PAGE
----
Several months after waking up from her “coma,” Cameron and her grandmother have settled into a life more normal than Cam can ever remember having. But when a familiar face shows up at her grandmother’s beach-side cafe, promising to take her to her father – her previously thought dead father – Cameron’s illusion of safety and normalcy is shattered. Triggered by the face of the handsome stranger and his outrageous claims, long lost memories begin to resurface, and her patchy recollections might be all she has with which to protect both herself and her heart from those who would use her for their own purposes.
One of the reasons I enjoyed The Mind Readers as much as I did – besides the building romance between Cameron & Lewis – is how unsettled I felt while reading the book. Behind the bright and alluring facade of the mind readers’ world and the convincing rhetoric that’s being pushed at Cameron constantly, there’s an undercurrent of unease and distrust that prevails over all the attractive trappings. In The Mind Thieves, Brighton takes these feelings she’s engendered and makes them even more pervasive than they were in the first book, creating an atmosphere that exposes just how trapped Cameron is in the mind reader world – just how backed into a corner, how monitored she is. There’s also a profound sense of moral ambiguity that surrounds Cameron’s circumstances, which adds an extra level of interest. For me, a story always tends to be more compelling when there are shades of gray, and let’s just say this world is all sorts of interesting. Brighton just did a fantastic job at heightening the tension, and I’m extremely intrigued by how it will all end up playing out.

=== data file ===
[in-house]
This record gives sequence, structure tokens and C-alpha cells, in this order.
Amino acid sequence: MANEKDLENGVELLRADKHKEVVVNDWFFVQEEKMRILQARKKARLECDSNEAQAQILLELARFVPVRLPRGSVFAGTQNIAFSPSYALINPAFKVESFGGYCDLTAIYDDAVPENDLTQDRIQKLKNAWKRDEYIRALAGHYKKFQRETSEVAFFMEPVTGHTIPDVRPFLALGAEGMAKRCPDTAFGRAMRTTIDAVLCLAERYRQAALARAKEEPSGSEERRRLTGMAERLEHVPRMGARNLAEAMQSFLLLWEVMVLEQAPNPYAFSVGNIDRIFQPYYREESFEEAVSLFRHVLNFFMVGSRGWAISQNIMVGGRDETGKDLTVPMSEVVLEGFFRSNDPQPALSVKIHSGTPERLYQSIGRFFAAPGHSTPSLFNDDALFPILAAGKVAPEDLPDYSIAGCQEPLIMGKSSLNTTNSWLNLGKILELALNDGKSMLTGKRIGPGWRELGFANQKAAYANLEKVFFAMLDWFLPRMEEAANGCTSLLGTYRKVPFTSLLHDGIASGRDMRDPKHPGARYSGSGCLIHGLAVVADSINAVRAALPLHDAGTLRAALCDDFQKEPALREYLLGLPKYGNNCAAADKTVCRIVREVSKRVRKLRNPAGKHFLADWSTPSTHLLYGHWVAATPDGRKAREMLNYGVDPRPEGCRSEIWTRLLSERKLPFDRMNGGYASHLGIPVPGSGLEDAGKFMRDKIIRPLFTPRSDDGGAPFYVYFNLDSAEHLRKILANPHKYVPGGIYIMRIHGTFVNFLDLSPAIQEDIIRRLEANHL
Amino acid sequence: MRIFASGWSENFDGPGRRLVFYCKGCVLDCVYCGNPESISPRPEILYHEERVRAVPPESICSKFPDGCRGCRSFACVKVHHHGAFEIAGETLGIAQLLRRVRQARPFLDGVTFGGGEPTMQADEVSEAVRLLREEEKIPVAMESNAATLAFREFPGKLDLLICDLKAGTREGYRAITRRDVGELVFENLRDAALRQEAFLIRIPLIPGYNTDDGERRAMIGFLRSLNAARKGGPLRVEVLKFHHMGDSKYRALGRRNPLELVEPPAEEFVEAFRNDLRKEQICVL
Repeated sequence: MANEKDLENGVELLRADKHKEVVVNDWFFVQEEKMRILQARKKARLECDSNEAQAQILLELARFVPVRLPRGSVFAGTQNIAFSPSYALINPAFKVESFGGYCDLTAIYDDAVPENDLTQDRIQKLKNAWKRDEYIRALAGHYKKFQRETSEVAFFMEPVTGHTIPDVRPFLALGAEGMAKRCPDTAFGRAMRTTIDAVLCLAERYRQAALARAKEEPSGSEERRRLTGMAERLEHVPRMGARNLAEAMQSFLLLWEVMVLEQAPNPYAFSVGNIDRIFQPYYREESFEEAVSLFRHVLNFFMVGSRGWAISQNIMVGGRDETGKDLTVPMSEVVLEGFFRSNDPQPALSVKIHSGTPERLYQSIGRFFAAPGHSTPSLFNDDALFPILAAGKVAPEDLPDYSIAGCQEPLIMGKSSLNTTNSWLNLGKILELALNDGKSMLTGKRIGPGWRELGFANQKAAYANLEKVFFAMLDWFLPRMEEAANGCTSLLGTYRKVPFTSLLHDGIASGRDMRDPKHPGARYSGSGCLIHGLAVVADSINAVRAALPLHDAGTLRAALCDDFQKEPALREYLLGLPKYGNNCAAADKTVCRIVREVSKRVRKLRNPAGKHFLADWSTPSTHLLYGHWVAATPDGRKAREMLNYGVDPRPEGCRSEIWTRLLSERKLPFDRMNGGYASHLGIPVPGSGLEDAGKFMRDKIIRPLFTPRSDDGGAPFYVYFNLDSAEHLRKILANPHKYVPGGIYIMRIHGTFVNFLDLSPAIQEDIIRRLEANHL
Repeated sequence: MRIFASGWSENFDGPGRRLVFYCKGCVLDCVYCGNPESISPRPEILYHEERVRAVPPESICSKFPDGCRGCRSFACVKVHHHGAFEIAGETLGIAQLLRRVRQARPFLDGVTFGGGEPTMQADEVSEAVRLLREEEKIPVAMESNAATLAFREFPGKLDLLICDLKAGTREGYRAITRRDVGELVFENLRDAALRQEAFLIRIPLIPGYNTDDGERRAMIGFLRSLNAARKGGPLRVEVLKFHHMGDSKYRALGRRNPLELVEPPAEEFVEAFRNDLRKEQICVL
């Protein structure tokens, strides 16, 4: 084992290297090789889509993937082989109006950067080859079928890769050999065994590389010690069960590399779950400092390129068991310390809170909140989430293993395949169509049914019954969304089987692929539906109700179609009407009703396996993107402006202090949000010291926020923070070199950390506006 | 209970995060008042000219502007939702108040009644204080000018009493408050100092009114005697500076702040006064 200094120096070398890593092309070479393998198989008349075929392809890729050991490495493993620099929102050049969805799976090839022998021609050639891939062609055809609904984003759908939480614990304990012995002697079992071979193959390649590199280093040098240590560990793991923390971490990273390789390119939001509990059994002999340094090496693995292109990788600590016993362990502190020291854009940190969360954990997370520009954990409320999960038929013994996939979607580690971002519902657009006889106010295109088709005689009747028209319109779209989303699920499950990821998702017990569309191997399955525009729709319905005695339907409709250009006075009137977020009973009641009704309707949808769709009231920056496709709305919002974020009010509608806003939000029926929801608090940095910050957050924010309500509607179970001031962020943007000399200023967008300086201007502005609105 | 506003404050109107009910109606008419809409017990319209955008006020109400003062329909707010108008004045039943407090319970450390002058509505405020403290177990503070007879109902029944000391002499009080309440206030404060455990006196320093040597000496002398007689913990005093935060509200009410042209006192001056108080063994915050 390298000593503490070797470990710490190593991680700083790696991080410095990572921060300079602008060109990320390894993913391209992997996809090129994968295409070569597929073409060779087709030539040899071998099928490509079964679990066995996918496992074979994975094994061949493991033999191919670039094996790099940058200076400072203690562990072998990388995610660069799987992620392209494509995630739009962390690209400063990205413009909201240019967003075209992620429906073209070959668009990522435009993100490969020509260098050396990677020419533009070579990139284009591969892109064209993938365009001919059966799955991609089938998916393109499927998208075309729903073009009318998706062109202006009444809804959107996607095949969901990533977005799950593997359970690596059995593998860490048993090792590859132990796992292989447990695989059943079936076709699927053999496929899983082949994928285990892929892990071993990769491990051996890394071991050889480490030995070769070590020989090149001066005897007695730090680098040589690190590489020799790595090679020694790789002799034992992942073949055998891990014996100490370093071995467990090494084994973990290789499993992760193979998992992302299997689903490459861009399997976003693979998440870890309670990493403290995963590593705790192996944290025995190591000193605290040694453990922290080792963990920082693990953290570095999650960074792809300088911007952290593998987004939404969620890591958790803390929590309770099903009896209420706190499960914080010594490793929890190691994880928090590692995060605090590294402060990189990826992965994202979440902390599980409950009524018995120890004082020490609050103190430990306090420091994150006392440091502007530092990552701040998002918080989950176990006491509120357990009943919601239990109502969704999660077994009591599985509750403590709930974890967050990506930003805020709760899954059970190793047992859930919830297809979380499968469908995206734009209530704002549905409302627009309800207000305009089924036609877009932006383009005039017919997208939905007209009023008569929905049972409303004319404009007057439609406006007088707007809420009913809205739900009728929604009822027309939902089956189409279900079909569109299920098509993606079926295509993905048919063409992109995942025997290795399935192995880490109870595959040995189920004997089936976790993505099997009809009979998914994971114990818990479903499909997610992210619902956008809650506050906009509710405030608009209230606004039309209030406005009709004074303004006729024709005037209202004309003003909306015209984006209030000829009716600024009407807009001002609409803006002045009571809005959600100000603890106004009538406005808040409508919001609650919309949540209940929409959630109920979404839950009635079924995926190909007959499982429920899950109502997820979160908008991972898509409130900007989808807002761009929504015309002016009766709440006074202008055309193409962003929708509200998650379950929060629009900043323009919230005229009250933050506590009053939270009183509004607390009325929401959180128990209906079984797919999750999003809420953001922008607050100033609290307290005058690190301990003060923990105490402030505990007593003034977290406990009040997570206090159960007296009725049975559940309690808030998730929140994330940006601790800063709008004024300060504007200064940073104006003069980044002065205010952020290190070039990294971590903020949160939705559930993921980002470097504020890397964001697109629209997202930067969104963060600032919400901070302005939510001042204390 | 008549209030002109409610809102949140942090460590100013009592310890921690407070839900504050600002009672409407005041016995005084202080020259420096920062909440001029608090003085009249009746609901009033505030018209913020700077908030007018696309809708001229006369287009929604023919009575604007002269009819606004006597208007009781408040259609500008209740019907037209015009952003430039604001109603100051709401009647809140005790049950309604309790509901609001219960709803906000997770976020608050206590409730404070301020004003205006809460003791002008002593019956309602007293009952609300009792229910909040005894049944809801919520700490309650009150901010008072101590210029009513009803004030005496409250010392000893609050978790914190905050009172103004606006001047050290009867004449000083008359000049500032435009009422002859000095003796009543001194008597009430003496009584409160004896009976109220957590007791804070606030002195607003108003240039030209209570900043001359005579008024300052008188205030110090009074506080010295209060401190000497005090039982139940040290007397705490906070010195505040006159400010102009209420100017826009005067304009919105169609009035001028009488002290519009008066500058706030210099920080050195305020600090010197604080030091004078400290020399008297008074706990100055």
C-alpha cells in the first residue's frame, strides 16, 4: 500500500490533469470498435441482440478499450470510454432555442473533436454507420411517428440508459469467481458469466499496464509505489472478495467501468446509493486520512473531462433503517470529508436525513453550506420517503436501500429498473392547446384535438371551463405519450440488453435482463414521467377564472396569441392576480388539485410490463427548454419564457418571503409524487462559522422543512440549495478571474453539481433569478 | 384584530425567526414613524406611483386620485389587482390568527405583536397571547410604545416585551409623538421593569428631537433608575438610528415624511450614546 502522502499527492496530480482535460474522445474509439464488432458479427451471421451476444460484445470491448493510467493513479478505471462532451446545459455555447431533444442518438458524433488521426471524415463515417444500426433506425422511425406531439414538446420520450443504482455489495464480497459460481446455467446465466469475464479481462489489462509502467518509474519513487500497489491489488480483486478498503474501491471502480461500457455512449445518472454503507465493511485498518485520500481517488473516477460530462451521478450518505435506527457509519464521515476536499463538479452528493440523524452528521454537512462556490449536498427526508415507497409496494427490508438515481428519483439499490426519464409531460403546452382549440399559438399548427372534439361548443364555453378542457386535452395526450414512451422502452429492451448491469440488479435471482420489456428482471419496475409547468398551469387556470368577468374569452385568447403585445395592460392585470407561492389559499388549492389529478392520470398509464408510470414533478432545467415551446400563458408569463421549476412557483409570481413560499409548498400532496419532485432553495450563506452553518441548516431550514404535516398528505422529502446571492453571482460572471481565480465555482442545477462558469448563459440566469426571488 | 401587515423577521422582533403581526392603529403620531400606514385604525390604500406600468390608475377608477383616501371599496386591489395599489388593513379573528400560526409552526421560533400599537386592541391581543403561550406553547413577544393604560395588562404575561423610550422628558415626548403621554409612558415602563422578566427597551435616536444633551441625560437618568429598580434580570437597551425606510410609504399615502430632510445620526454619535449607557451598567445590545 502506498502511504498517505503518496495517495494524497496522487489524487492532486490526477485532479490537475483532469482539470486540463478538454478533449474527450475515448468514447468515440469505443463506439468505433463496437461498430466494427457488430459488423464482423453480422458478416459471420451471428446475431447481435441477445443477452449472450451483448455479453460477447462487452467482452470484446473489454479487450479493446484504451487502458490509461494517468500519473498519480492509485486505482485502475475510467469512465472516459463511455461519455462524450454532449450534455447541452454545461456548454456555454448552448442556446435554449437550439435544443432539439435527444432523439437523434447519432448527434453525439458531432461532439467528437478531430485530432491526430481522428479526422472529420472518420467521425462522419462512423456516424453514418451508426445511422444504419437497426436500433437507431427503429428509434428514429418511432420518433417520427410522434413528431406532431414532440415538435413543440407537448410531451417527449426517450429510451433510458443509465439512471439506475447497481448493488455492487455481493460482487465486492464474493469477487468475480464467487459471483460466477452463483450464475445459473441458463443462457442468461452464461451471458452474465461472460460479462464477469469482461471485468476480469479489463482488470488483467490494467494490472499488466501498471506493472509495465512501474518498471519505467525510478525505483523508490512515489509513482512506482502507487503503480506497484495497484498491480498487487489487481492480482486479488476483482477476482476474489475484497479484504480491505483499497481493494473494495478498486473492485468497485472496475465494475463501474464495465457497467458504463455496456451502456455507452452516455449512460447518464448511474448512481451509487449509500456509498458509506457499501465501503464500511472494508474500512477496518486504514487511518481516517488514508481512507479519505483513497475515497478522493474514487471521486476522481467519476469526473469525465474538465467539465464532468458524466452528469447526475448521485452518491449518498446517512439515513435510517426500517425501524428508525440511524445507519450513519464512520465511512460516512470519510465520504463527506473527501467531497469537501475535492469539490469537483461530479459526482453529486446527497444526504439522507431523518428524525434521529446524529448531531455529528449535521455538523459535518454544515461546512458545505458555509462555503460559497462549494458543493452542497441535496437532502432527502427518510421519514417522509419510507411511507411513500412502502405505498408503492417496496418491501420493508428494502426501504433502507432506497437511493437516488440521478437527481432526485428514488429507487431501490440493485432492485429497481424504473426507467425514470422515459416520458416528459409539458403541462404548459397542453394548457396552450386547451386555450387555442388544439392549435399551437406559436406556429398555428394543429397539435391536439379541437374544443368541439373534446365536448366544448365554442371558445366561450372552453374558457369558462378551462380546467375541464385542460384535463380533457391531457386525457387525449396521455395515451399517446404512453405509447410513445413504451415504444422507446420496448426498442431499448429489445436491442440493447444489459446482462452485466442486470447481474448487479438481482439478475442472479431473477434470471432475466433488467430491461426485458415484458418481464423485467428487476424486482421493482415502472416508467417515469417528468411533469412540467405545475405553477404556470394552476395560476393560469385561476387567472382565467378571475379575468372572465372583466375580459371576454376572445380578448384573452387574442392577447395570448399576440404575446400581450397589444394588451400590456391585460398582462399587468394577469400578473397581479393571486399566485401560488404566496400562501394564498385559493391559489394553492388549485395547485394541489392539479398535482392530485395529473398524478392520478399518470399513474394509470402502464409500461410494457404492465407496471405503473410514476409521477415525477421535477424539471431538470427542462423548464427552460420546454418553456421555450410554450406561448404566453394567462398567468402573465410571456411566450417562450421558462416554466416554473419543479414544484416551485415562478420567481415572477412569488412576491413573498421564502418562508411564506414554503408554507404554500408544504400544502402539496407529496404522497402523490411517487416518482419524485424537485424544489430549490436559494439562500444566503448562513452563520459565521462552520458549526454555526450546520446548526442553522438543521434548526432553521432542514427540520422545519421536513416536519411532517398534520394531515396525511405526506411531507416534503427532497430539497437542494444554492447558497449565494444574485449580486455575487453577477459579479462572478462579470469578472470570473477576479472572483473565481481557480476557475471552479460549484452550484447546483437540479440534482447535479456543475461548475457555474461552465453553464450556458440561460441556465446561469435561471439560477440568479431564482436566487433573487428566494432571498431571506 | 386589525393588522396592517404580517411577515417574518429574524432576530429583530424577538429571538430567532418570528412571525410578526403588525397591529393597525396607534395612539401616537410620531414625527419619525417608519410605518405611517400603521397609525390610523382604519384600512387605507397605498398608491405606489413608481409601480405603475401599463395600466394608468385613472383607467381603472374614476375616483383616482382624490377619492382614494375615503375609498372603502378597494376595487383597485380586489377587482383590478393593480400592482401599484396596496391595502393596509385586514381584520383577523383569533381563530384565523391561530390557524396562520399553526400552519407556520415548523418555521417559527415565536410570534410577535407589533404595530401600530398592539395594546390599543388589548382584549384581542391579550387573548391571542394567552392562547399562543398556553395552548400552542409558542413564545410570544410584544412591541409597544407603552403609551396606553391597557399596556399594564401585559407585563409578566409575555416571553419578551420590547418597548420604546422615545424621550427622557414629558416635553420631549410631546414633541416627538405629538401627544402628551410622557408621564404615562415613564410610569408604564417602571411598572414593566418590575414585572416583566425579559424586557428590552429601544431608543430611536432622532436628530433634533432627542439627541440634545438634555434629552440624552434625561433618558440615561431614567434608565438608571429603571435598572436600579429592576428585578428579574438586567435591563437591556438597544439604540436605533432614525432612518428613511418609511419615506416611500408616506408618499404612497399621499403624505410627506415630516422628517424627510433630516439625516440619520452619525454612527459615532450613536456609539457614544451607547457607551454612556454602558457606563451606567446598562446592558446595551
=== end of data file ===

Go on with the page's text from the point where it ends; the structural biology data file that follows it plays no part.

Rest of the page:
In The Mind Thieves, Cameron finds herself a much desired entity among several groups – groups that will stop short of nothing to have her. Caught in the middle of this struggle that she doesn’t remember within a world with which she’s not familiar and that she’s been protected from for so very long, Cameron has very little knowledge of how to navigate the politics and circumstances in which she finds herself. She doesn’t know who to trust, she’s alone, and a bit adrift. In the midst of all this outer and inner turmoil she’s embroiled in, she’s slowly regaining the memories that were stolen from her. Cameron does have good instincts about people, but her reclaimed memories give her an advantage, provide her with a purpose, give her a healthy skepticism about people and their motives, and help protect her in an environment that is as unfamiliar as it is dangerous.
The growth that Cameron undergoes because of her experiences in The Mind Thieves is wonderful. Instead of her situation making Cameron merely seem the hapless, helpless victim, she instead grows stronger as a character. She’s already fed up with being treated as though she can’t handle the truth, of feeling “protected,” of being used, of putting her trust in people who abuse it. She’s had it, and she begins to do something about it. However, while she’s discerning, independent, and skeptical, that doesn’t mean things don’t throw her for a loop once in awhile. I love that her judgment, at times, is clouded by her heart – her vulnerabilities and susceptibility to understandable emotions make her character believable. I think that, despite her experiences, Cameron is a person who really would like to give people the benefit of the doubt. I really like where Brighton brings Cameron in this novel, and I’m really excited to see where her character development will go in the third book.
So… the question: is there romance in this book? Yes. The romance in this book isn’t quite as prevalent as it was in the first book, and yet at the same time it is. Cryptic, much? No, but really, that’s all I’m going to say. It’s good, and you should read it and figure out what I’m talking about… or rather, what I’m not talking about.
Overall, if you like stories in which your heroines or heroes get stuck in seemingly impossible situations; if you like when characters have depth and experience growth; if you like moral and ethical dilemmas; if you like intrigue, action, mystery and romance… then pick up The Mind Readers series by Lori Brighton.